Almost a third of the world’s plastic waste is polypropylene, a hardy plastic used to make bottle caps and food containers that can take hundreds of years to degrade. But now, scientists have harnessed two strains of fungi found in soils to break down lab samples of polypropylene in just 140 days.
The two fungi, Aspergillus terreus and Engydodontium album, made a meal of the plastic in the lab experiments: Between 25 and 27 percent of samples were devoured after 90 days, and the plastic was completely broken down after 140 days, the researchers report.
The team of Australian scientists behind the study, led by graduate student Amira Farzana Samat, have described their work as an “important stepping stone” in designing practical biological ways to treat plastic waste.
“It’s the highest degradation rate reported in the literature that we know [of] in the world,” University of Sydney chemical engineer Ali Abbas told the Australian Broadcasting Corporation’s technology reporter Danny Tran.
While it might be a speed record for fungi, plastic-munching bacteria recently discovered in a compost heap have been able to break down 90 percent of PET, or polyethylene terephthalate, in just 16 hours.
More than 400 microorganisms have so far been found to degrade plastic naturally, with fungi attracting a fair bit of attention for their versatility and ability to degrade all sorts of synthetic substrates with a powerful concoction of enzymes.
“Recent studies suggest some fungi may even degrade some of the ‘forever chemicals’ like PFAS, but the process is slow and not yet well understood,” explains microbiologist Dee Carter from the University of Sydney.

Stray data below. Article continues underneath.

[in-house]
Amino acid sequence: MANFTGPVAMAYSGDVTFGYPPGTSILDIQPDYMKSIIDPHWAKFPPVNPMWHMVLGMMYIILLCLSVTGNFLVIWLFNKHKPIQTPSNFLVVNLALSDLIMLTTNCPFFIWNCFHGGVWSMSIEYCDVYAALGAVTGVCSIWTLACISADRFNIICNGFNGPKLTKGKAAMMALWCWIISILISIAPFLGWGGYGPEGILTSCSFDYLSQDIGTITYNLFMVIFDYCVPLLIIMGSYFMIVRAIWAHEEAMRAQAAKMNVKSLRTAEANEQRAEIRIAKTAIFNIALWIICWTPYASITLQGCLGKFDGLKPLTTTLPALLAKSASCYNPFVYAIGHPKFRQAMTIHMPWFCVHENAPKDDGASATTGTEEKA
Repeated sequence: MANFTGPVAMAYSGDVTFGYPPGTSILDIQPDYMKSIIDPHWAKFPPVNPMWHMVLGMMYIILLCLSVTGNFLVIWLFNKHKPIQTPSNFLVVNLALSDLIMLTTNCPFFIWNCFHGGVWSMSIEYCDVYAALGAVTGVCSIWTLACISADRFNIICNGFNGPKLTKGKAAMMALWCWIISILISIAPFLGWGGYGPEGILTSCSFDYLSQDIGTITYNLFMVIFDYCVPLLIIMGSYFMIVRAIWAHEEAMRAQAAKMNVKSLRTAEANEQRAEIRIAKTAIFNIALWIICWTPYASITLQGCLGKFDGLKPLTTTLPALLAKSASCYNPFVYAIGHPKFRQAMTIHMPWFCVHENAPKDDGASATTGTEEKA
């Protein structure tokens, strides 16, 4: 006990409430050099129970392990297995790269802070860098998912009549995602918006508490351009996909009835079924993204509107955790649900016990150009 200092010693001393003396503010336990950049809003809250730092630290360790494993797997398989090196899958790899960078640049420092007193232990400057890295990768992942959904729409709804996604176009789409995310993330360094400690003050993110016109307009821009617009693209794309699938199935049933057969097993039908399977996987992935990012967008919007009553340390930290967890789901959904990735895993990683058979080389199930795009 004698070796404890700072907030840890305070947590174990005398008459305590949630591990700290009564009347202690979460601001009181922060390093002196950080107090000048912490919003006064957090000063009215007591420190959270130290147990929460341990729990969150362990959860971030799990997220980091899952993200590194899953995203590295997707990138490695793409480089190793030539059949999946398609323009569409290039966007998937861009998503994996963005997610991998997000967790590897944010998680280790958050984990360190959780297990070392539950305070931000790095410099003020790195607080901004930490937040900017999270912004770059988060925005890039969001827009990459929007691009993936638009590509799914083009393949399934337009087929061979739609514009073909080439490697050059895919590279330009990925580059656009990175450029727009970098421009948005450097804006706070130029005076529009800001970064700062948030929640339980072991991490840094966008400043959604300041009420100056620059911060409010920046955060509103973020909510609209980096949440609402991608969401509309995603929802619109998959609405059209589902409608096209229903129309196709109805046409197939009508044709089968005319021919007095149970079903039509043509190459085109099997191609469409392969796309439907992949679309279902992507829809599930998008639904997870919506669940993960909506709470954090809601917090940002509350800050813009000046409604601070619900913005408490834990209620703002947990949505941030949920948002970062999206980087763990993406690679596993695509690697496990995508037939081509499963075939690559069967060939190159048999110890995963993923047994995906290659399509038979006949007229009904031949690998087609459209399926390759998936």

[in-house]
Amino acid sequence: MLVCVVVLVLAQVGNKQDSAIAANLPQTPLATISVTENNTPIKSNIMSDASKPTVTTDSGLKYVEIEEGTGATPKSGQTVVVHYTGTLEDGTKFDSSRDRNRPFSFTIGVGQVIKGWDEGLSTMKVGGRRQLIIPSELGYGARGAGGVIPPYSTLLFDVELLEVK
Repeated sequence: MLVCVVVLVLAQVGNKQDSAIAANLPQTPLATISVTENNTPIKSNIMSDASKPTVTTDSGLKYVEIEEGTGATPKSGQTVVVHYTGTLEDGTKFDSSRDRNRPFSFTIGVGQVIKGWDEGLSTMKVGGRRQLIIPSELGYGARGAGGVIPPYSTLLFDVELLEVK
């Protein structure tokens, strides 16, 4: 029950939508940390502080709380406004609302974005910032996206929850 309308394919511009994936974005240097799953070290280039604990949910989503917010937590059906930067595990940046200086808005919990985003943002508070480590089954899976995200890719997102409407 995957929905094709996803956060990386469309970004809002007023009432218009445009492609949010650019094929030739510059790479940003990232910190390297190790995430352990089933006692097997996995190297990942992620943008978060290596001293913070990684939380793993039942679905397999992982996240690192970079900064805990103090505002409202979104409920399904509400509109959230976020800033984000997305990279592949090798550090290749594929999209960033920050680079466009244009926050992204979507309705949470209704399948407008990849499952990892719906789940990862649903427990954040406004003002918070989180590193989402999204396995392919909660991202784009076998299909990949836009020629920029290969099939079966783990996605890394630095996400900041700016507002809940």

On a basic chemical level, plastics are a string of carbon atoms adorned with different side chains that give each type of plastic its specific properties. Recycling plastics, in theory, should be as easy as picking apart the repeating subunits that make up plastics and reassembling them into something new.
However there are so many different types of plastics that when they all sloshed together and mixed with other materials as waste, they are practically impossible to separate and recycle.
Most plastic waste is either incinerated or dumped into landfill.
“We need to support the development of disruptive recycling technologies that improve the circularity of plastics, especially those technologies that are driven by biological processes,” says Abbas.
Lab experiments showed that together, the two fungi could decompose granules and thin films of polypropylene, along with aluminum-coated polypropylene sheets.
While the researchers don’t yet know exactly how the fungi digested the plastic (that could be the focus of future research), the thinking is that fungi degrade materials like plastic into simpler molecules that they can then absorb or excrete.
The method requires a pre-treatment step with either UV light, heat, or a chemical reagent, to weaken the waste material so the fungi can attack. This step mimics the environmental conditions necessary for fungi to latch onto and pry open plastics and is designed to make the degradation process more efficient.
Abbas says their method could be scaled up like any fermentation process, but adds that his team has not yet optimised the experimental conditions for working at industrial scales. The method is also not a substitute for efforts to reduce plastic waste, he says.
One foreseeable limitation common amongst plastic-crunching microbes is that they struggle to degrade more highly crystalline forms of plastic used in commercial products as well as they can other types of plastic waste.
So the next steps for the researchers include building a benchtop prototype, testing modifications to speed up the process, and assessing the economic feasibility and environmental impact of using their method on a commercial scale.
The research has been published in Materials Degradation.